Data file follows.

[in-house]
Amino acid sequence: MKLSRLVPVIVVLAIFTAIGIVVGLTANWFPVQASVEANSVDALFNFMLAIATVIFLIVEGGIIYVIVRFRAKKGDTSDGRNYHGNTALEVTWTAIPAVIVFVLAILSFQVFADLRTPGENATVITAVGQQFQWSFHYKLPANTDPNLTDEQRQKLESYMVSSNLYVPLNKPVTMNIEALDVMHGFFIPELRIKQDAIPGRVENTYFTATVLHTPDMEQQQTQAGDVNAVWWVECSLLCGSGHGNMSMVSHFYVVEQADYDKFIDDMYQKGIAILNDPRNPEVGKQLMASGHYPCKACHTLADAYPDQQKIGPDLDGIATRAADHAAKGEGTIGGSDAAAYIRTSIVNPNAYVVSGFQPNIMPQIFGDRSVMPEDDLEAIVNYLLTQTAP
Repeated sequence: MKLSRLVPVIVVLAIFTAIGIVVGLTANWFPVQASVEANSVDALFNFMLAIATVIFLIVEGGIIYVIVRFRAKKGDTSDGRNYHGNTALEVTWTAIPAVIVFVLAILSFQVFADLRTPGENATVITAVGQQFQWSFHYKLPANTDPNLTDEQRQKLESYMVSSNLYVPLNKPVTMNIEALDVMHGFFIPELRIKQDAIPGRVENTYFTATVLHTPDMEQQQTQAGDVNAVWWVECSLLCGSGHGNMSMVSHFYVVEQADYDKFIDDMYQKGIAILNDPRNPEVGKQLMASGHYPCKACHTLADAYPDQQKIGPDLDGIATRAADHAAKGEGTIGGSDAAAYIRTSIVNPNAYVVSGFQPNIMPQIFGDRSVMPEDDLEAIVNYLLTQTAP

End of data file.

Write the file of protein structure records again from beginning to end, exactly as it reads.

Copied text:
[in-house]
Amino acid sequence: MKLSRLVPVIVVLAIFTAIGIVVGLTANWFPVQASVEANSVDALFNFMLAIATVIFLIVEGGIIYVIVRFRAKKGDTSDGRNYHGNTALEVTWTAIPAVIVFVLAILSFQVFADLRTPGENATVITAVGQQFQWSFHYKLPANTDPNLTDEQRQKLESYMVSSNLYVPLNKPVTMNIEALDVMHGFFIPELRIKQDAIPGRVENTYFTATVLHTPDMEQQQTQAGDVNAVWWVECSLLCGSGHGNMSMVSHFYVVEQADYDKFIDDMYQKGIAILNDPRNPEVGKQLMASGHYPCKACHTLADAYPDQQKIGPDLDGIATRAADHAAKGEGTIGGSDAAAYIRTSIVNPNAYVVSGFQPNIMPQIFGDRSVMPEDDLEAIVNYLLTQTAP
Repeated sequence: MKLSRLVPVIVVLAIFTAIGIVVGLTANWFPVQASVEANSVDALFNFMLAIATVIFLIVEGGIIYVIVRFRAKKGDTSDGRNYHGNTALEVTWTAIPAVIVFVLAILSFQVFADLRTPGENATVITAVGQQFQWSFHYKLPANTDPNLTDEQRQKLESYMVSSNLYVPLNKPVTMNIEALDVMHGFFIPELRIKQDAIPGRVENTYFTATVLHTPDMEQQQTQAGDVNAVWWVECSLLCGSGHGNMSMVSHFYVVEQADYDKFIDDMYQKGIAILNDPRNPEVGKQLMASGHYPCKACHTLADAYPDQQKIGPDLDGIATRAADHAAKGEGTIGGSDAAAYIRTSIVNPNAYVVSGFQPNIMPQIFGDRSVMPEDDLEAIVNYLLTQTAP